KUALA LUMPUR: CIMB Equities Research has upgraded the property sector to overweight as it believes concerns over the 5% real property gains tax (RPGT) are "overblown" and provide investors a window of opportunity to pick up property stocks on the cheap.

In a research note issued on Monday, Jan 4, it upgraded the sector from Trading Buy to Overweight and upgraded all developers to Outperform.

It said the sector’s fundamentals were improving significantly and it believed one of the reasons why the government saw a need to curb excessive speculation via the RPGT was the sector’s strong prospects.

CIMB Research said potential re-rating catalysts include a pick-up in sales and a rebound in earnings.

"We upgrade E&O, Hunza Prop, Mah Sing, SP Setia and UM Land from trading buy to Outperform. We have also raised the target prices for E&O, Mah Sing and SP Setia by 1-12%," it said.

It added the potential re-rating catalysts included a pick-up in launches and sales in 2010, and a rebound in earnings for most developers as many were weighed down by a combination of high costs and weak sales in 2009.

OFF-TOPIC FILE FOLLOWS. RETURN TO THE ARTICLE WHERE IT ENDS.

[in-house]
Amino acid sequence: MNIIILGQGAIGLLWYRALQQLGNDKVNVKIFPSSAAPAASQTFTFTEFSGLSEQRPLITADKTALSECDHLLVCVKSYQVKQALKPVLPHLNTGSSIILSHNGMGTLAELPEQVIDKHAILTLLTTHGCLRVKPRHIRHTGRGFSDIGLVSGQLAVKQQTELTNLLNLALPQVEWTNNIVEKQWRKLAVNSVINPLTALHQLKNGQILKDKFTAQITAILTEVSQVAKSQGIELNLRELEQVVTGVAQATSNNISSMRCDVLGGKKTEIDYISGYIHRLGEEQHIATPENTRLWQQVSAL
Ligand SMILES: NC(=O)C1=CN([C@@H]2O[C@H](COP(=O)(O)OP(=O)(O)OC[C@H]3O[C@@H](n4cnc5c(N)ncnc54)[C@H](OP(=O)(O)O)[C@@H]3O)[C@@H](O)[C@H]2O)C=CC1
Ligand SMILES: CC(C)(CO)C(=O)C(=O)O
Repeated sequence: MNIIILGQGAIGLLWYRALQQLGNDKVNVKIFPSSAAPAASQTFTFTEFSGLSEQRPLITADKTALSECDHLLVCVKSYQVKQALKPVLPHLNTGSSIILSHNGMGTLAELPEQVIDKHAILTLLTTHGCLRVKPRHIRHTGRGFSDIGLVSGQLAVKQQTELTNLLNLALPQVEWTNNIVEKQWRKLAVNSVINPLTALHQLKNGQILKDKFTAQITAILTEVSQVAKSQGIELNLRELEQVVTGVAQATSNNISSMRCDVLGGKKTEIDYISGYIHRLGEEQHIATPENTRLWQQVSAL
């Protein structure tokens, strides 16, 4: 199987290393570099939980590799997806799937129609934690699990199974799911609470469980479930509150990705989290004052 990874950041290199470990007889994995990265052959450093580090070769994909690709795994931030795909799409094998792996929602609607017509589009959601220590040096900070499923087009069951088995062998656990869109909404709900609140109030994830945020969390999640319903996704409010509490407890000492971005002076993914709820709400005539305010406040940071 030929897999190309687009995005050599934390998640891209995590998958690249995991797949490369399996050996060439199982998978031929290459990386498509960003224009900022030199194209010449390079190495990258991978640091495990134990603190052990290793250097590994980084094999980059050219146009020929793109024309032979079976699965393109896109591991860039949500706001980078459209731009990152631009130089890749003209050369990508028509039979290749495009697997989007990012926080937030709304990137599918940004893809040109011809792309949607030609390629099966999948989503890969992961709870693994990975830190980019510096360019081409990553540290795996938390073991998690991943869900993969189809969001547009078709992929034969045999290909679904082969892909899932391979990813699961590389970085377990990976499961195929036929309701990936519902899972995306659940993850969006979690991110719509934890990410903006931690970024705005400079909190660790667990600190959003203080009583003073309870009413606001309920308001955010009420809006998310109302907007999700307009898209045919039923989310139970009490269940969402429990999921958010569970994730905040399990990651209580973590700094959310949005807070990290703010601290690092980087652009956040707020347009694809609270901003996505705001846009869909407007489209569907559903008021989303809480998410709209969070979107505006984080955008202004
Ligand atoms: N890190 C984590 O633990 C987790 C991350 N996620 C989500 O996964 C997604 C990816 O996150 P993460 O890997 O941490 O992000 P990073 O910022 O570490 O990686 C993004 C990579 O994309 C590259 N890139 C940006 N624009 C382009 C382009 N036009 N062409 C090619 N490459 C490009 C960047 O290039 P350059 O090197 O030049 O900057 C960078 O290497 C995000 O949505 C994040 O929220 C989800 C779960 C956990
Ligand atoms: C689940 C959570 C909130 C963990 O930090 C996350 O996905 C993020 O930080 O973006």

However, it continued to shun KLCC Prop as it has no exposure to property development and would benefit the least from the uptick in the residential property segment.

For investors seeking yield, it prefered Malaysian REITS in general and Axis REIT in particular.

E&O remained the research house's top pick as it continued to be the highest beta and most liquid property stock. SP Setia stayed as a core holding due to its size and status as the sector bellwether.

CIMB Research said the fundamentals were looking up as the economy was forecast to return to growth in 4Q09 after being mired in recession in 1Q-3Q09.

Another factor was the stock market’s spectacular 45% rebound in 2009 would help strengthen confidence and sentiment on properties.

It also said affordability of properties was near its all-time best and the low interest rate regime will encourage property purchases, especially with inflation preying on some consumers’ minds.

"We like all developers as they will benefit from a broad-based rebound in demand. We believe developers across the board will enjoy a recovery in sales and earnings in 2010," it said.